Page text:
The Ya Ya Sisterhood

One of my favorite movies of all time is the Divine Secrets of the Ya Ya Sisterhood!

I love everything about it!  The cast is amazing and the story compelling.

Essentially, it is about the unbreakable bond between a group of friends, whom call themselves the Ya Ya Sisterhood, that spans decades.  This bond and these friendships carry these women through some fun and challenging times.  This story further details the complicated relationships between mothers and their children and the powerful connection that women create with each other over time.  As the movie progresses, we learn about broken hearts, family troubles, public humiliations, nervous breakdowns, and alcoholism. Despite the sometimes silly antics of the Ya Ya’s, the overall feel of this movie is despair over what happens to someone too weak to deal with life’s problems.

The greater story is about the relationship between mother, Vivi and daughter, Sidda.  Both women are locked in a continuing mother-daughter struggle.  Sidda is a successful playwright who makes the mistake of telling Time magazine about her troubled childhood with alcoholic and abusive Vivi. When Vivi reads the Time article, she flies into a rage.   All of this ultimately leads to angry communication between the two women and they end on non-speaking terms.  Enter the “Ya-Ya Sisterhood”, who decide that the best way to mend the relationship is to help Sidda better understand and empathize with Vivi.

As the movie progresses you are carried though the highs and lows with these woman.

The humor is contagious and the sadness deep.

Part of what Sidda learns is that she and her mother are part of a multi-generational pattern of dysfunctional communication. In their family system, mothers and daughters battle for power, husbands and wives exist in passionless marriages, and alcoholism and abuse are symptoms of unexpressed  frustration and depression.  On a positive note, as Sidda realizes the hardships and heartaches her mother experienced, she is able to forgive her, and Vivi, on her end, accepts responsibility for her failings. The movie succeeds in pulling all the bad and good factors together and gives us a fairly peaceful ending of love and forgiveness.

I understand this movie on a very deep level.  I have always felt that I was Sidda in this movie and of course, Vivi my mother.   Our stories, though not exact, are uncannily similar.  Our relationship was at times, every bit as dramatic as the one depicted in this movie.  And at at other times, we could find the same peace that Sidda and Vivi found.

 Regardless of our struggle, there are things I miss about my mother.  I miss her voice.  I miss her creative ideas.  I miss the fact that my children don’t have their grandmother.   I even miss the things that annoyed me about her.  I wish life would’ve been more simple and easier growing up but then, I would not be who I am today and for that, I am grateful.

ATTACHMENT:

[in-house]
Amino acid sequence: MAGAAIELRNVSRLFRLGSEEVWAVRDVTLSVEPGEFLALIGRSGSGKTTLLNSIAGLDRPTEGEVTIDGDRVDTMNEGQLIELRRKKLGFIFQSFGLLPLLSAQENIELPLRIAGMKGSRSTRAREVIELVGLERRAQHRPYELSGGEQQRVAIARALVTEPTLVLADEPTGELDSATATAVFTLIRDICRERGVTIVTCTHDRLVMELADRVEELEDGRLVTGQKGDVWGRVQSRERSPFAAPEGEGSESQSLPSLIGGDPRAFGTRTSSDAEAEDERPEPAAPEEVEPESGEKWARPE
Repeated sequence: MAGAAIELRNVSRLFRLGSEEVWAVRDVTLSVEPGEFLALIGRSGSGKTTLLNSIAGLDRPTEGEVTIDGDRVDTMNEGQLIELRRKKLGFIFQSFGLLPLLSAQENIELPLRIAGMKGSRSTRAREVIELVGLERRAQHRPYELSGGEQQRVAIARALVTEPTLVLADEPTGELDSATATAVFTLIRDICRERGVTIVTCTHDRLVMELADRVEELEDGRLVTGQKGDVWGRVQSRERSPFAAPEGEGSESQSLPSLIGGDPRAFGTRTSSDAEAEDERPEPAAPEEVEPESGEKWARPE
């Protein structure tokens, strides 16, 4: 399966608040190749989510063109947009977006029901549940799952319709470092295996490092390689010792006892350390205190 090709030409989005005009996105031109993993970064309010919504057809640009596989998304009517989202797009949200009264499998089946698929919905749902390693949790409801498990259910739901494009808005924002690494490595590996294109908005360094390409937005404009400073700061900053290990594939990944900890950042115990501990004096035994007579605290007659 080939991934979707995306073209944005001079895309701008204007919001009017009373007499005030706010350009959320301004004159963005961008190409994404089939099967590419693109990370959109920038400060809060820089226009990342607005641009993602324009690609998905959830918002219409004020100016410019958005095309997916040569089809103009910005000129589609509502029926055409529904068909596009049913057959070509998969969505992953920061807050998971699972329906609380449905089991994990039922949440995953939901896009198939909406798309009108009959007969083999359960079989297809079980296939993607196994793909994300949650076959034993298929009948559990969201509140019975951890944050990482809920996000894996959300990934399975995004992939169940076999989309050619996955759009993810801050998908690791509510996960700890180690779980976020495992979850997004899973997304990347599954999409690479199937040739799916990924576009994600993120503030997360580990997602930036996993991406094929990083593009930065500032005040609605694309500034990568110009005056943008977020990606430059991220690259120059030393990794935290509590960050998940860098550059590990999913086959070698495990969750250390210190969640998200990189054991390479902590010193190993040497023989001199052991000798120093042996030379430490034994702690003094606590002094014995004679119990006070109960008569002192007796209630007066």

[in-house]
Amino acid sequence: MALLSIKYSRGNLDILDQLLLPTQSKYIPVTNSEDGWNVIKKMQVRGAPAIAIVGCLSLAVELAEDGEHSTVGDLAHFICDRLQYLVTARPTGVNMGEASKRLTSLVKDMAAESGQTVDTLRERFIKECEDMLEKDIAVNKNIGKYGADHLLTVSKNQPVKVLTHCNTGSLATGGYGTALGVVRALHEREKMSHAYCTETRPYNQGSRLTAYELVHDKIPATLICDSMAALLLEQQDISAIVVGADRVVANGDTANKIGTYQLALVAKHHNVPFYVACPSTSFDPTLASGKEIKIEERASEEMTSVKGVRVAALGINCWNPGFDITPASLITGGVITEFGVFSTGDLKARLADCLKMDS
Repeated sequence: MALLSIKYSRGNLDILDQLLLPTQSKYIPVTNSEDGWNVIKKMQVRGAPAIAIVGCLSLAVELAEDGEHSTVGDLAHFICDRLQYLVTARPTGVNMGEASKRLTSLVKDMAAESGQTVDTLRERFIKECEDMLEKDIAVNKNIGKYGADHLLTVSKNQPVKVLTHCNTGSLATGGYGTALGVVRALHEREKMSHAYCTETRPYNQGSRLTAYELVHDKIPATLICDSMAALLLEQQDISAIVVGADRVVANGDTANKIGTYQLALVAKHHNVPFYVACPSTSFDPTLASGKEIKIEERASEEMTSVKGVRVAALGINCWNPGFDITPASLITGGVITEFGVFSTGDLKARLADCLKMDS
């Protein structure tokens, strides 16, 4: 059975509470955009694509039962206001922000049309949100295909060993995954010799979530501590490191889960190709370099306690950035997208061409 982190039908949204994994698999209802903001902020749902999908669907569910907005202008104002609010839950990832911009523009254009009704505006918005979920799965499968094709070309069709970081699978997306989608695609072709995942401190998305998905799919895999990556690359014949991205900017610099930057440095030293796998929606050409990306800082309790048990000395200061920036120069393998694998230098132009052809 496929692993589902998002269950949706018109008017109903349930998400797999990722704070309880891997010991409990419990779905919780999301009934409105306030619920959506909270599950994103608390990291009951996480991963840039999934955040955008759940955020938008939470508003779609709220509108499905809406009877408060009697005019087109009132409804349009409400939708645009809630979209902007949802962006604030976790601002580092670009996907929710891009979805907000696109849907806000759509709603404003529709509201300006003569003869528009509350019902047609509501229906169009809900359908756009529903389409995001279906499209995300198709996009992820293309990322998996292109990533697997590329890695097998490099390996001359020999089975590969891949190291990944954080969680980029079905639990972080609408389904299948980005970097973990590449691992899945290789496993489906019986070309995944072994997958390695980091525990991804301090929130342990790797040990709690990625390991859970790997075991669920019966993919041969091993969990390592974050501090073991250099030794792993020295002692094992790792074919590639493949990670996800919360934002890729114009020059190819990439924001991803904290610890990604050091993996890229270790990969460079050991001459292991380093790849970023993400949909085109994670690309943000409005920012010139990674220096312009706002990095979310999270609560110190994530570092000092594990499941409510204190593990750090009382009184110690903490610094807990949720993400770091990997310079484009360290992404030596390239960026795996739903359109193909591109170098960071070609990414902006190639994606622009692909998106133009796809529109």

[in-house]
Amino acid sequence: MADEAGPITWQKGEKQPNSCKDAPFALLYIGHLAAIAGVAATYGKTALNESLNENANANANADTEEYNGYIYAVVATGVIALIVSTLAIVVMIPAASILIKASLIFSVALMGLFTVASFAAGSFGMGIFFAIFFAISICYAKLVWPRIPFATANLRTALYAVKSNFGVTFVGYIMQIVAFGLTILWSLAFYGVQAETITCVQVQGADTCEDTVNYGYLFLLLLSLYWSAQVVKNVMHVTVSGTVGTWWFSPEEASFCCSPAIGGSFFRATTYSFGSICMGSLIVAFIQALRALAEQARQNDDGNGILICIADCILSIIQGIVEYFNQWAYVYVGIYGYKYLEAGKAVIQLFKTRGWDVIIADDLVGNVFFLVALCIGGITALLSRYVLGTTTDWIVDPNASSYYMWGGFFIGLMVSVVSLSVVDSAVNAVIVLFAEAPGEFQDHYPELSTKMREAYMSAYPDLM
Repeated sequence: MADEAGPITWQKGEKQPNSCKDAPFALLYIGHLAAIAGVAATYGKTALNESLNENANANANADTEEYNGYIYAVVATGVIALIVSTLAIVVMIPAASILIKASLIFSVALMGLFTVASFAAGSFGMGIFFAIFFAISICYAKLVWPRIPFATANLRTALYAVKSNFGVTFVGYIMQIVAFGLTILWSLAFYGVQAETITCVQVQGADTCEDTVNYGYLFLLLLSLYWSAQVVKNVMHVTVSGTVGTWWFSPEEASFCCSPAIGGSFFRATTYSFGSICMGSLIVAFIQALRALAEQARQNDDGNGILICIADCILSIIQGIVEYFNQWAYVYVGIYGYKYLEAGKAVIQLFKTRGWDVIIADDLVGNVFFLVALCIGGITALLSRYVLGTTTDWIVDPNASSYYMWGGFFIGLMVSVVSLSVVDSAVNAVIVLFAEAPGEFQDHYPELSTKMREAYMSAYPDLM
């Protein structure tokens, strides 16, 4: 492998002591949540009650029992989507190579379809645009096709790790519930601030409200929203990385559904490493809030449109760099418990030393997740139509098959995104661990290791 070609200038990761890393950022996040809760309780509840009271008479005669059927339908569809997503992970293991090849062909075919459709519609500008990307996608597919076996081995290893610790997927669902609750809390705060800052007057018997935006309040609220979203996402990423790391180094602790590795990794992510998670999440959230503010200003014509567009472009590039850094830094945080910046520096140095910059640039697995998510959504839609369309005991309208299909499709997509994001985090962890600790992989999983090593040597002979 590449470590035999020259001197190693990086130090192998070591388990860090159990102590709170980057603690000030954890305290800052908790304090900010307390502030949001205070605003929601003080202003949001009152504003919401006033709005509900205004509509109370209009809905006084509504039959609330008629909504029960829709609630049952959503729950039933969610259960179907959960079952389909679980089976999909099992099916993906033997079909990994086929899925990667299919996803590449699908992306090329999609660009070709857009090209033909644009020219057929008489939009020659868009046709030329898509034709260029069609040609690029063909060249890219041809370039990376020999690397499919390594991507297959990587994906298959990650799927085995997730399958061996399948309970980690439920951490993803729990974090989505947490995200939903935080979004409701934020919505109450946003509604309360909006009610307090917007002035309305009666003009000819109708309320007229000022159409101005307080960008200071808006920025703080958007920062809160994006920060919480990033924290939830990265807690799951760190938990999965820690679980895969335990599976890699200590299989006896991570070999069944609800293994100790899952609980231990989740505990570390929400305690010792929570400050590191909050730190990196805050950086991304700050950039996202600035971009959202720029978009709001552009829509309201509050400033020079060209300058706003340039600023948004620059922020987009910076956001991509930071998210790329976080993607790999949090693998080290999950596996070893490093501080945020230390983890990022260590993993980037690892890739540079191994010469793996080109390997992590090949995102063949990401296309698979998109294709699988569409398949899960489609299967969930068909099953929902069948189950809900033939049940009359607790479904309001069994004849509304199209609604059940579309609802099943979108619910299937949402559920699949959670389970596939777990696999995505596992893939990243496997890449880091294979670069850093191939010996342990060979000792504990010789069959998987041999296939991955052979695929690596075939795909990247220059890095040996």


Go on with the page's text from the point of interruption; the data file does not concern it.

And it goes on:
“It’s life. You don’t figure it out. You just climb up on the beast and ride.”  ~Rebecca Wells, author of Divine Secrets of the Ya Ya Sisterhood.

The Divine Secrets of the Ya Ya Sisterhood is a powerful story that will make you laugh and cry.  I hope you enjoy!







My True Life Partner(s)

I think what I find most intriguing about sibling relationships is how many people don’t have them.  To me that idea is foreign because my siblings have just simply always been around.  In fact, I find it always a little surprising when my co-workers comment how my little sister, Ally and I get along so well (yep, we work in the same place).  They find us chatting in a corner, often laughing about something or coming up with a new scheme or story.  You may find this weird (because many people do) but when I see my sister at work I always get a little excited (she works supplemental, so that means, not often-lucky girl!).  See the thing is, I don’t find that weird.

Don’t get me wrong, we can fight, pull hair, scratch and punch as well as the rest of any other dysfunctional siblings out there.  But as much as we could do that to each other, if anyone else tried to hurt one of us, they would face the wrath of the other siblings.

There are 9 of us.  I have 3 sister’s Roxy, Dawn and Ally and 5 brother’s Randy, Lon and Chad.  (Daren and Douglas died when they were 22 and an infant, respectively.)  So we are now a living tribe of 7.  And I love my tribe dearly!  More than love, believe it or not we actually kind of like each other.

An article on the cover of Time magazine caught my eye several years ago, it read “your true life partner”.  I was intrigued and so I picked it up thinking, who IS my true life partner?  Turns out it’s my siblings!  The article made a lot of sense though and as I read through it, I couldn’t help but think about how true it was.

It read something like, “Your siblings are with you throughout your life.  Your parents start with you but then they leave you all too soon.  Your spouse or significant other comes later, they may stay or they may go.  Your children come in the middle.  But your siblings will see you off from the start and they will see you to the end”.

Kind of cool.  Kind of profound.

I’m sad for people that don’t know sibling like and love.  I am happy for those that do!  I can’t imagine my life without this crazy Anderson bunch!

To my tribe, we’ve had some great times, some sad times, some confusing times, some hilarious times and some hard times, each situation bonded us even more.

To my Life Partners, here’s to the past and to the future!